Screening + Introduction by Charlotte Gleghorn (Senior Lecturer in Latin American Film Studies – University of Edinburgh)
When: Saturday 20th January 2024 (18:30)
Where: ECVS – Edinburgh Cine and Video Society (23a Fettes Row, Edinburgh, EH36RH)
About the film:
Our Voice of Earth, Memory and Future (Nuestra voz de tierra, memoria y futuro) – restored 2019 version.
This film was restored and digitized in 2K by Arsenal – Institut für Film und Videokunst, Arri Media Berlín (Germany), the sound by L´immagine Ritrovata in Bologna (Italy, 2019). Re-premiered February 2019 at the Berlin International Film Festival (Berlinale). This restored version was also re-premiered in the UK by The Human Rights Film Festival Document in 2019 in Glasgow under the curation and presentation of Charlotte Gleghorn, from which the text below is taken.
Directors: Marta Rodríguez and Jorge Silva
Duration: 90 minutes
Languages: Spanish with English subtitling
The Devil, as the saying goes, comes in many forms. In Our Voice of Earth, Memory and Future (Marta Rodríguez & Jorge Silva, 1974-80) strange masked men – some with top hat, all with spurs
– survey the mountains of southwest Colombia. Landowner, police officer, bureaucrat, Conquistador: in a misty landscape of rural homesteads and exploited peons these figures of authority become vivid renditions of the Devil’s work. It is within this context that a battle is waged on film between light and dark, between Indigenous forms of resistance and the violence of colonial relations.
Our Voice of Earth, Memory and Future documents the birth of the Indigenous movement in the Cauca region (Coolombia) in the early 1970s, with the founding of the CRIC, the Indigenous Regional Council of Cauca. We witness a series of takebacks of farming estates spearheaded by the organisation, arising from a programme of coordination invested with historical depth and reparative purpose. The CRIC presents education as a vital actor in their struggle for land, the reclaiming of their territories matched by an engagement with key early leaders of the movement. In first-hand accounts, the CRIC’s plan of action is explained and brought to life with scenes of community meetings, marches and land occupations. This mobilisation is contrasted with spectres of colonialism, all of which testify to the long memory of violence in the area. From the arrival of the conquistadors to America, the catechism of Indigenous communities and the dispossession of their lands, to the contemporary exploitation of the Puracé mine with US investment, sequences are spliced together and juxtaposed as an arresting continuum, montage of then and now.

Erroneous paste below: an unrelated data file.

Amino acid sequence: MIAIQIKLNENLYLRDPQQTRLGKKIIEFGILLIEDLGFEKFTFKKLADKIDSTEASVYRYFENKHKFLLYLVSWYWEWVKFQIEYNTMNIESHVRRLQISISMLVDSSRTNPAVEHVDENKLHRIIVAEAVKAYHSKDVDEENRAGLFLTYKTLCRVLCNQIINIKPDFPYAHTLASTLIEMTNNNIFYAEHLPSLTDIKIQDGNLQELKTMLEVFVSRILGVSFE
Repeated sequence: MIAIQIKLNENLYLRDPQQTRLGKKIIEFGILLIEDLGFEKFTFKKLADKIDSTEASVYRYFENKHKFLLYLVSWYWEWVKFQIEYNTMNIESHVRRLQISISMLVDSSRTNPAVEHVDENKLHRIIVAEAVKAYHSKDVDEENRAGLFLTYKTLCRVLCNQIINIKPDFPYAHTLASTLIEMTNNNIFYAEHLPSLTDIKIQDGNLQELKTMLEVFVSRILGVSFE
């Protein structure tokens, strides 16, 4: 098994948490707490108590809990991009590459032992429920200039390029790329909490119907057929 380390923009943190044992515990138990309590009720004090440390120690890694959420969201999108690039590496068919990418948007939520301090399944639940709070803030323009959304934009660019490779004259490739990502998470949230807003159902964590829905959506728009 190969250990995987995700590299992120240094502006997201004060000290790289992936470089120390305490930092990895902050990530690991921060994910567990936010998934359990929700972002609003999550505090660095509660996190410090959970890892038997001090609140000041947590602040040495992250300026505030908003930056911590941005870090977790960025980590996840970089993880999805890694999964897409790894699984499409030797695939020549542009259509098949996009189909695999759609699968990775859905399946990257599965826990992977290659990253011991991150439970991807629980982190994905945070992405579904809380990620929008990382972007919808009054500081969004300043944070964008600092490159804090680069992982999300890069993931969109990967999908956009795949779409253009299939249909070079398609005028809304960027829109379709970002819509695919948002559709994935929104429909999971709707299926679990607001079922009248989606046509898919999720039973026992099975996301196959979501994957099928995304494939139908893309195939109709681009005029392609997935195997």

-Fipresci Prize from the International Federation of Critics of Berlin (Germany)
-Best Colombian Film Director Award of Focine (Cartagena, Colombia)
-Ocic Award from the International Catholic Film Office at the Berlin International Film Festival (Germany)
-Award for Best Photography to Jorge Silva at the Ibero-American Cartagena Exhibition (Colombia)
-Best Original Music Focine Prize awarded to Jorge López (Cartagena, Colombia)
-Best Expression of Human Values Chamber Theater (Cartagena, Colombia)
-Best Latin American Film Ibero-American Festival (Huelva, Spain)
-Award for Best Latin American Production First Indigenous Peoples Film Festival CLACPI (Mexico)